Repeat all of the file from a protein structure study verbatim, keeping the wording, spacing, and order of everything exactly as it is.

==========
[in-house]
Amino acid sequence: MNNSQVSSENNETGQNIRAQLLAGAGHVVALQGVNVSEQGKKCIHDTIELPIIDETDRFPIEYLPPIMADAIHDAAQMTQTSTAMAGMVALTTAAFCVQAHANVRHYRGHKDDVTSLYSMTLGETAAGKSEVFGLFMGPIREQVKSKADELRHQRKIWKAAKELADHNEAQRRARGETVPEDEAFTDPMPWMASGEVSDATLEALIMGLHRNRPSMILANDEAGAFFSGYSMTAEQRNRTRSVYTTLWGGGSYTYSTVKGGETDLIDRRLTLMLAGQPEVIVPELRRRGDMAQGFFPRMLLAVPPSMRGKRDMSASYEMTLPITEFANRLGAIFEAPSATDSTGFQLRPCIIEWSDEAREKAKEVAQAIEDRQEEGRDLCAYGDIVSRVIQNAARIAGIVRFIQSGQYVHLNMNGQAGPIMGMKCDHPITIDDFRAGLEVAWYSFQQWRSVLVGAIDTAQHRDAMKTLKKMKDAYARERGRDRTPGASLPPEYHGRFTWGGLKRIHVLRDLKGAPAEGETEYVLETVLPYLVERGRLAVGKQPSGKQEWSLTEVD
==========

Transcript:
[in-house]
Amino acid sequence: MNNSQVSSENNETGQNIRAQLLAGAGHVVALQGVNVSEQGKKCIHDTIELPIIDETDRFPIEYLPPIMADAIHDAAQMTQTSTAMAGMVALTTAAFCVQAHANVRHYRGHKDDVTSLYSMTLGETAAGKSEVFGLFMGPIREQVKSKADELRHQRKIWKAAKELADHNEAQRRARGETVPEDEAFTDPMPWMASGEVSDATLEALIMGLHRNRPSMILANDEAGAFFSGYSMTAEQRNRTRSVYTTLWGGGSYTYSTVKGGETDLIDRRLTLMLAGQPEVIVPELRRRGDMAQGFFPRMLLAVPPSMRGKRDMSASYEMTLPITEFANRLGAIFEAPSATDSTGFQLRPCIIEWSDEAREKAKEVAQAIEDRQEEGRDLCAYGDIVSRVIQNAARIAGIVRFIQSGQYVHLNMNGQAGPIMGMKCDHPITIDDFRAGLEVAWYSFQQWRSVLVGAIDTAQHRDAMKTLKKMKDAYARERGRDRTPGASLPPEYHGRFTWGGLKRIHVLRDLKGAPAEGETEYVLETVLPYLVERGRLAVGKQPSGKQEWSLTEVD